Science, Technology, Engineering, and Mathematics (STEM) Education: A Primer Heather B. Gonzalez Specialist in Science and Technology Policy Jeffrey J. Kuenzi Specialist in Education Policy November 15, 2012
Congressional Research Service 7-5700 www.crs.gov R42642
CRS Report for Congress Prepared for Members and Committees of Congress
Science, Technology, Engineering, and Mathematics (STEM) Education: A Primer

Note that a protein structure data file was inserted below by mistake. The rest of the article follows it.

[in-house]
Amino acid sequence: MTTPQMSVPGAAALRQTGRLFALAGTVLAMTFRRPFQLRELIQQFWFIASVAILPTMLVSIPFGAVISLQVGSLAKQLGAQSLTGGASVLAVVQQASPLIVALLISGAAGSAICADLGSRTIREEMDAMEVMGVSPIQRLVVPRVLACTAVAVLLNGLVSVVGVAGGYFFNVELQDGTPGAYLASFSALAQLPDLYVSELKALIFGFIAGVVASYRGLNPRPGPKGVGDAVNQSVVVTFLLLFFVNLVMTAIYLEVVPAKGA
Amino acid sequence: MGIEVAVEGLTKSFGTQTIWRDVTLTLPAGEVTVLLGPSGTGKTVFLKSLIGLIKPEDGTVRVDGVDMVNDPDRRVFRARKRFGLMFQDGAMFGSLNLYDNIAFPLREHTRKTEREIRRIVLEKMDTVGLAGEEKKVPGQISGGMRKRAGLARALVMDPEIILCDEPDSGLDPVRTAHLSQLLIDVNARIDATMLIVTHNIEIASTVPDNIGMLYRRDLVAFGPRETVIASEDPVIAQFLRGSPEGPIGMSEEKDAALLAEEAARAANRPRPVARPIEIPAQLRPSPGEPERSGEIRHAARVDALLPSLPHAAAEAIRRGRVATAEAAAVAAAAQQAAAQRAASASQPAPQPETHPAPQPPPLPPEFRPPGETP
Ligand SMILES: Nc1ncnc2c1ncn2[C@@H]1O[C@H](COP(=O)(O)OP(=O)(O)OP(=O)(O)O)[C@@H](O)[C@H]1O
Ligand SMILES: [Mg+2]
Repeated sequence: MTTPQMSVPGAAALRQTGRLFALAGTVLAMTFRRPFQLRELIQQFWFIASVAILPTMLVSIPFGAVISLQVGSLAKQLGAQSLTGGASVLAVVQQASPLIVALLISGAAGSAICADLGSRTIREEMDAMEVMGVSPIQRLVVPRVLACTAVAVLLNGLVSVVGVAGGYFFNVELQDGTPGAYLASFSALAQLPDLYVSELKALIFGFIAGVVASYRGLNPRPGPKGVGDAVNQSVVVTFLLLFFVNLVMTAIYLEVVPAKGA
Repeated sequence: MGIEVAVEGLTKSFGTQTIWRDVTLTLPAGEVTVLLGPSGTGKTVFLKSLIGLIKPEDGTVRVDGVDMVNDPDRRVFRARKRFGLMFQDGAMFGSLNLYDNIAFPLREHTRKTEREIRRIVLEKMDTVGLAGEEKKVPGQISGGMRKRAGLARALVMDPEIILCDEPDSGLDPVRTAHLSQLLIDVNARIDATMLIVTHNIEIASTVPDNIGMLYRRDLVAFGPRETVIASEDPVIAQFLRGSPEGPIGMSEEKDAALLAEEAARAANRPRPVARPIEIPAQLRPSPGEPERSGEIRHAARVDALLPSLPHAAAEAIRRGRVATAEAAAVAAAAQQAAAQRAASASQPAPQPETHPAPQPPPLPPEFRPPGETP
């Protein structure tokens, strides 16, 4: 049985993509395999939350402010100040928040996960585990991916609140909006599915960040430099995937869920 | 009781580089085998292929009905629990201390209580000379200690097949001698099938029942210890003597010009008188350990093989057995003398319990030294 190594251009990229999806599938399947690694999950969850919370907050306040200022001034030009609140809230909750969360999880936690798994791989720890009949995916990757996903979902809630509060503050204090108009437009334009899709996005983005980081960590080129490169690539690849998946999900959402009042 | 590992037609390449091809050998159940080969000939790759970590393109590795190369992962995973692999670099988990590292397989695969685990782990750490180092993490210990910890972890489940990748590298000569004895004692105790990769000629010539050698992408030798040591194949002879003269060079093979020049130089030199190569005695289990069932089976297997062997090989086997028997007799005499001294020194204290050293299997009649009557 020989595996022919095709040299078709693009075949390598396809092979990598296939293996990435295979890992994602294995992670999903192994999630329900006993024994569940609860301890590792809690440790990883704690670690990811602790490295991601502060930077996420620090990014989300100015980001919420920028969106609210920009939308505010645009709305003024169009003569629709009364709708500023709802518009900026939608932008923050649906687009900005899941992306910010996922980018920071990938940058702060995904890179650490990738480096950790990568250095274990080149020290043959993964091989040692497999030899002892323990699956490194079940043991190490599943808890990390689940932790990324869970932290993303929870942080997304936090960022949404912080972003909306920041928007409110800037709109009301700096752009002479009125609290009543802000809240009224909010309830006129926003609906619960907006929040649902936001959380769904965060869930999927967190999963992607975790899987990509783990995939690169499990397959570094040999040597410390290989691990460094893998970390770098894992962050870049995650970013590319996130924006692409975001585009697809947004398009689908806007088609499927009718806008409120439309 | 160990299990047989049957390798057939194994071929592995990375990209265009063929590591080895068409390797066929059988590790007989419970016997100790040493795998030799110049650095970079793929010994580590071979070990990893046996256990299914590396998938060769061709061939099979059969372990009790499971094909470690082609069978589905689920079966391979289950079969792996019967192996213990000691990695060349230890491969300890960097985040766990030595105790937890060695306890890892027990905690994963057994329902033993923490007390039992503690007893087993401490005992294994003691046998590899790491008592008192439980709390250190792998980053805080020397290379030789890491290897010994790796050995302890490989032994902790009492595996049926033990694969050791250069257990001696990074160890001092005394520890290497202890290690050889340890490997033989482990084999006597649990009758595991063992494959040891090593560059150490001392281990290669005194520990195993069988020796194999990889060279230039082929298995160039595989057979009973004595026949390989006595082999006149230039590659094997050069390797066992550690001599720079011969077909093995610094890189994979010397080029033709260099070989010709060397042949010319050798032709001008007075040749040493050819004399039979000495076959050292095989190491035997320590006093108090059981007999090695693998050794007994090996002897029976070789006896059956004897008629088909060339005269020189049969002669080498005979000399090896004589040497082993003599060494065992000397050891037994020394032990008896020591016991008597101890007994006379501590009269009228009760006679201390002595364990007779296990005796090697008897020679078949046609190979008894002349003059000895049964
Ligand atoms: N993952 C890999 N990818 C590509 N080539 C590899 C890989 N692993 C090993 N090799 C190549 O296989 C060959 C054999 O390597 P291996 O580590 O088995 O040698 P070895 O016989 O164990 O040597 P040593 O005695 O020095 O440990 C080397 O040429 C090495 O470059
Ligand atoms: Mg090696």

Summary The term “STEM education” refers to teaching and learning in the fields of science, technology, engineering, and mathematics. It typically includes educational activities across all grade levels— from pre-school to post-doctorate—in both formal (e.g., classrooms) and informal (e.g., afterschool programs) settings. Federal policymakers have an active and enduring interest in STEM education and the topic is frequently raised in federal science, education, workforce, national security, and immigration policy debates. For example, more than 200 bills containing the term “science education” were introduced between the 100th and 110th congresses. The United States is widely believed to perform poorly in STEM education. However, the data paint a complicated picture. By some measures, U.S. students appear to be doing quite well. For example, overall graduate enrollments in science and engineering (S&E) grew 35% over the last decade. Further, S&E enrollments for Hispanic/Latino, American Indian/Alaska Native, and African American students (all of whom are generally underrepresented in S&E) grew by 65%, 55%, and 50%, respectively. On the other hand, concerns remain about persistent academic achievement gaps between various demographic groups, STEM teacher quality, the rankings of U.S. students on international STEM assessments, foreign student enrollments and increased education attainment in other countries, and the ability of the U.S. STEM education system to meet domestic demand for STEM labor. Various attempts to assess the federal STEM education effort have produced different estimates of its scope and scale. Analysts have identified between 105 and 252 STEM education programs or activities at 13 to 15 federal agencies. Annual federal appropriations for STEM education are typically in the range of $2.8 billion to $3.4 billion. All published inventories identify the Department of Education, National Science Foundation, and Health and Human Services as key agencies in the federal effort. Over half of federal STEM education funding is intended to serve the needs of postsecondary schools and students; the remainder goes to efforts at the kindergarten-through-Grade 12 level. Much of the funding for post-secondary students is in the form of financial aid. Federal STEM education policy concerns center on issues that relate to STEM education as a whole—such as governance of the federal effort and broadening participation of underrepresented populations—as well as those that are specific to STEM education at the elementary, secondary, and postsecondary levels. Governance concerns focus on perceived duplication and lack of coordination in the federal effort; broadening participation concerns tend to highlight achievement gaps between various demographic groups. Analysts suggest a variety of policy proposals in elementary, secondary, and postsecondary STEM education. At the K-12 level, these include proposals to address teacher quality, accountability, and standards. At the post-secondary level, proposals center on efforts to remediate and retain students in STEM majors. This report is intended to serve as a primer for outlining existing STEM education policy issues and programs. It includes assessments of the federal STEM education effort and the condition of STEM education in the United States, as well as an analysis of several of the policy issues central to the contemporary federal conversation about STEM education. Appendix A contains frequently cited data and sources and Appendix B includes a selection of major STEM-related acts.